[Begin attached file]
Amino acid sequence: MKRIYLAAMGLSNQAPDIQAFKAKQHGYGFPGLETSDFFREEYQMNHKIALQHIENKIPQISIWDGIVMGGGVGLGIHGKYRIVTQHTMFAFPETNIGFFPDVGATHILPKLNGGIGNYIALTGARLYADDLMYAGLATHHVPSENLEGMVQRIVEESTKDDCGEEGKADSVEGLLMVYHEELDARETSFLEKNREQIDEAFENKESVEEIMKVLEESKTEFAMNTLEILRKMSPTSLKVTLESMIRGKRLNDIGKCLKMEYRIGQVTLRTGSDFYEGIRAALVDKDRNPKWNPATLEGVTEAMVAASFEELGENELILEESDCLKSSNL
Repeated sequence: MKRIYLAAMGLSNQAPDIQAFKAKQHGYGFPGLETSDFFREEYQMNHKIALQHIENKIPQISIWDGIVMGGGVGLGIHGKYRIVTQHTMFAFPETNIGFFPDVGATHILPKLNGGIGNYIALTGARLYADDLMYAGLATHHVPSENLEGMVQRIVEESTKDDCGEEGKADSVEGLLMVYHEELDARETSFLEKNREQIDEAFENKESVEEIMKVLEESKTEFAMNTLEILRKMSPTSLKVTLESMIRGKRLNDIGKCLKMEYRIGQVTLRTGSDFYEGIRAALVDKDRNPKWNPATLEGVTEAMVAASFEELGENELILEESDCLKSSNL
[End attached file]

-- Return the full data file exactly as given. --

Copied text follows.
Amino acid sequence: MKRIYLAAMGLSNQAPDIQAFKAKQHGYGFPGLETSDFFREEYQMNHKIALQHIENKIPQISIWDGIVMGGGVGLGIHGKYRIVTQHTMFAFPETNIGFFPDVGATHILPKLNGGIGNYIALTGARLYADDLMYAGLATHHVPSENLEGMVQRIVEESTKDDCGEEGKADSVEGLLMVYHEELDARETSFLEKNREQIDEAFENKESVEEIMKVLEESKTEFAMNTLEILRKMSPTSLKVTLESMIRGKRLNDIGKCLKMEYRIGQVTLRTGSDFYEGIRAALVDKDRNPKWNPATLEGVTEAMVAASFEELGENELILEESDCLKSSNL
Repeated sequence: MKRIYLAAMGLSNQAPDIQAFKAKQHGYGFPGLETSDFFREEYQMNHKIALQHIENKIPQISIWDGIVMGGGVGLGIHGKYRIVTQHTMFAFPETNIGFFPDVGATHILPKLNGGIGNYIALTGARLYADDLMYAGLATHHVPSENLEGMVQRIVEESTKDDCGEEGKADSVEGLLMVYHEELDARETSFLEKNREQIDEAFENKESVEEIMKVLEESKTEFAMNTLEILRKMSPTSLKVTLESMIRGKRLNDIGKCLKMEYRIGQVTLRTGSDFYEGIRAALVDKDRNPKWNPATLEGVTEAMVAASFEELGENELILEESDCLKSSNL